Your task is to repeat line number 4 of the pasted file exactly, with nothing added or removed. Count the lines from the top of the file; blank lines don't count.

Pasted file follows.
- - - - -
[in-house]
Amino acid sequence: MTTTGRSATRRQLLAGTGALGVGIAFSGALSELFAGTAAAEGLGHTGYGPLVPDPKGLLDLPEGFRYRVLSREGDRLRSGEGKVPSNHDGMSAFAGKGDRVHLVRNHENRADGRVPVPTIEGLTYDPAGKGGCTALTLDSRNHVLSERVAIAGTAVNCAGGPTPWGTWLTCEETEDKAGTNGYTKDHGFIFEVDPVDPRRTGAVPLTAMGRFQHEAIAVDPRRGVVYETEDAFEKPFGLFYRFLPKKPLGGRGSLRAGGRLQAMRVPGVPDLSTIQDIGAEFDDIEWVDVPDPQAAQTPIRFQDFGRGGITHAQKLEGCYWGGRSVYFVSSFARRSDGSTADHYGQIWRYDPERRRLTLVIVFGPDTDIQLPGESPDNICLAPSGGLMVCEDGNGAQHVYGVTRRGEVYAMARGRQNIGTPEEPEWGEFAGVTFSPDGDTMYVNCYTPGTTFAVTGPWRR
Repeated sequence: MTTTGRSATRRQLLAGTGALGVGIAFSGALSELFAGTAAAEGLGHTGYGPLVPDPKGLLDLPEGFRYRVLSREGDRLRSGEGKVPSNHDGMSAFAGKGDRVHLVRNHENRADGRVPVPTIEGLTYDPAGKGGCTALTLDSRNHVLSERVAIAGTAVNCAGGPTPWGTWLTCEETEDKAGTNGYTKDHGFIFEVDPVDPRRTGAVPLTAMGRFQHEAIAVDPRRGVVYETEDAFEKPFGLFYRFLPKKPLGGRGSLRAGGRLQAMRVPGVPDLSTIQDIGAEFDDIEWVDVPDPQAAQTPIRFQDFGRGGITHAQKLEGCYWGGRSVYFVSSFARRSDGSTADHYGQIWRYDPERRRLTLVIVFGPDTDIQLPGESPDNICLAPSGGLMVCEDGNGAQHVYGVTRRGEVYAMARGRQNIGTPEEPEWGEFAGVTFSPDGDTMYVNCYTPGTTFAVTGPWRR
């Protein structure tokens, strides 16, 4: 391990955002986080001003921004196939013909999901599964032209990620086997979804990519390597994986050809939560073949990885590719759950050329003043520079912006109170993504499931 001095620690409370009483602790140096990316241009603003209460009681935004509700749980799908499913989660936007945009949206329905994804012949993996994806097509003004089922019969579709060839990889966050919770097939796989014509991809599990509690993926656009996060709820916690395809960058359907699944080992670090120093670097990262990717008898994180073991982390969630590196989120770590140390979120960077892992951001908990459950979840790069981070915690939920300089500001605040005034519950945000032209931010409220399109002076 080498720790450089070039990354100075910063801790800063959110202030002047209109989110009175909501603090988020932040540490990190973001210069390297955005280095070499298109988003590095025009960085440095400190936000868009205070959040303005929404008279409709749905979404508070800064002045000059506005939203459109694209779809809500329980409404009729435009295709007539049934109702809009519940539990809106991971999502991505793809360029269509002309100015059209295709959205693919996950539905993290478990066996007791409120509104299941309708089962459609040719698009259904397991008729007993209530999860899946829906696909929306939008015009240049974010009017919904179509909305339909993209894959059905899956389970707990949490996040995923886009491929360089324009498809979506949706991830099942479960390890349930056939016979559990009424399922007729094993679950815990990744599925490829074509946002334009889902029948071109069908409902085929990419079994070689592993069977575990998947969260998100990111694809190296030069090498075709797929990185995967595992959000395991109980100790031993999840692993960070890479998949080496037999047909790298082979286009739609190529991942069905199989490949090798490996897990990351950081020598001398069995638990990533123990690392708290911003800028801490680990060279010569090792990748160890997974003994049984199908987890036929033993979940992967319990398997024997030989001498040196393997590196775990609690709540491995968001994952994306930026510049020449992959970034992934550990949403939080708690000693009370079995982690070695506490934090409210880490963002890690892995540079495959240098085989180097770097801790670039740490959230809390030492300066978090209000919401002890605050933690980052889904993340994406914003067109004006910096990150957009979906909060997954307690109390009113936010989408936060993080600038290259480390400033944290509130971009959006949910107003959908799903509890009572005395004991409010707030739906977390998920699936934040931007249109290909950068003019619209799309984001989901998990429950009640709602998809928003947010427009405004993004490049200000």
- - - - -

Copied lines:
């Protein structure tokens, strides 16, 4: 391990955002986080001003921004196939013909999901599964032209990620086997979804990519390597994986050809939560073949990885590719759950050329003043520079912006109170993504499931 001095620690409370009483602790140096990316241009603003209460009681935004509700749980799908499913989660936007945009949206329905994804012949993996994806097509003004089922019969579709060839990889966050919770097939796989014509991809599990509690993926656009996060709820916690395809960058359907699944080992670090120093670097990262990717008898994180073991982390969630590196989120770590140390979120960077892992951001908990459950979840790069981070915690939920300089500001605040005034519950945000032209931010409220399109002076 080498720790450089070039990354100075910063801790800063959110202030002047209109989110009175909501603090988020932040540490990190973001210069390297955005280095070499298109988003590095025009960085440095400190936000868009205070959040303005929404008279409709749905979404508070800064002045000059506005939203459109694209779809809500329980409404009729435009295709007539049934109702809009519940539990809106991971999502991505793809360029269509002309100015059209295709959205693919996950539905993290478990066996007791409120509104299941309708089962459609040719698009259904397991008729007993209530999860899946829906696909929306939008015009240049974010009017919904179509909305339909993209894959059905899956389970707990949490996040995923886009491929360089324009498809979506949706991830099942479960390890349930056939016979559990009424399922007729094993679950815990990744599925490829074509946002334009889902029948071109069908409902085929990419079994070689592993069977575990998947969260998100990111694809190296030069090498075709797929990185995967595992959000395991109980100790031993999840692993960070890479998949080496037999047909790298082979286009739609190529991942069905199989490949090798490996897990990351950081020598001398069995638990990533123990690392708290911003800028801490680990060279010569090792990748160890997974003994049984199908987890036929033993979940992967319990398997024997030989001498040196393997590196775990609690709540491995968001994952994306930026510049020449992959970034992934550990949403939080708690000693009370079995982690070695506490934090409210880490963002890690892995540079495959240098085989180097770097801790670039740490959230809390030492300066978090209000919401002890605050933690980052889904993340994406914003067109004006910096990150957009979906909060997954307690109390009113936010989408936060993080600038290259480390400033944290509130971009959006949910107003959908799903509890009572005395004991409010707030739906977390998920699936934040931007249109290909950068003019619209799309984001989901998990429950009640709602998809928003947010427009405004993004490049200000």